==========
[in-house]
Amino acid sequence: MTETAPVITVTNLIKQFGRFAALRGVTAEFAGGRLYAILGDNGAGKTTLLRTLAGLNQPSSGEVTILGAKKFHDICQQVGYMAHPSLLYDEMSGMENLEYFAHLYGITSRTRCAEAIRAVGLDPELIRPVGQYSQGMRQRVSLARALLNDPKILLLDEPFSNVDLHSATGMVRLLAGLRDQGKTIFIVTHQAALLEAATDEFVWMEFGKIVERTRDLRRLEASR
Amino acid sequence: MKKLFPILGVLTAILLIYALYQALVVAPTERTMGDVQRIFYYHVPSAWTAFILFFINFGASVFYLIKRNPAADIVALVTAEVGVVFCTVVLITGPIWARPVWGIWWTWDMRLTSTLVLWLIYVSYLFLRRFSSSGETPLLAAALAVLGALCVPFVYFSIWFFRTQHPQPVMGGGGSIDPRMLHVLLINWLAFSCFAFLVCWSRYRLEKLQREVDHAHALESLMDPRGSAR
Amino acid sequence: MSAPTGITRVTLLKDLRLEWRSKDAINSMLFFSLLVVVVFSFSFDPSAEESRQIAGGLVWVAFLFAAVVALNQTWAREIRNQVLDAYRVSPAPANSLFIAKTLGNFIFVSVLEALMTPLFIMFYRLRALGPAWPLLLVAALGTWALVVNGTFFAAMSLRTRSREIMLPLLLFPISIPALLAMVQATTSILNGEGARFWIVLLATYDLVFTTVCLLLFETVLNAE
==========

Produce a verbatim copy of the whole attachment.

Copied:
[in-house]
Amino acid sequence: MTETAPVITVTNLIKQFGRFAALRGVTAEFAGGRLYAILGDNGAGKTTLLRTLAGLNQPSSGEVTILGAKKFHDICQQVGYMAHPSLLYDEMSGMENLEYFAHLYGITSRTRCAEAIRAVGLDPELIRPVGQYSQGMRQRVSLARALLNDPKILLLDEPFSNVDLHSATGMVRLLAGLRDQGKTIFIVTHQAALLEAATDEFVWMEFGKIVERTRDLRRLEASR
Amino acid sequence: MKKLFPILGVLTAILLIYALYQALVVAPTERTMGDVQRIFYYHVPSAWTAFILFFINFGASVFYLIKRNPAADIVALVTAEVGVVFCTVVLITGPIWARPVWGIWWTWDMRLTSTLVLWLIYVSYLFLRRFSSSGETPLLAAALAVLGALCVPFVYFSIWFFRTQHPQPVMGGGGSIDPRMLHVLLINWLAFSCFAFLVCWSRYRLEKLQREVDHAHALESLMDPRGSAR
Amino acid sequence: MSAPTGITRVTLLKDLRLEWRSKDAINSMLFFSLLVVVVFSFSFDPSAEESRQIAGGLVWVAFLFAAVVALNQTWAREIRNQVLDAYRVSPAPANSLFIAKTLGNFIFVSVLEALMTPLFIMFYRLRALGPAWPLLLVAALGTWALVVNGTFFAAMSLRTRSREIMLPLLLFPISIPALLAMVQATTSILNGEGARFWIVLLATYDLVFTTVCLLLFETVLNAE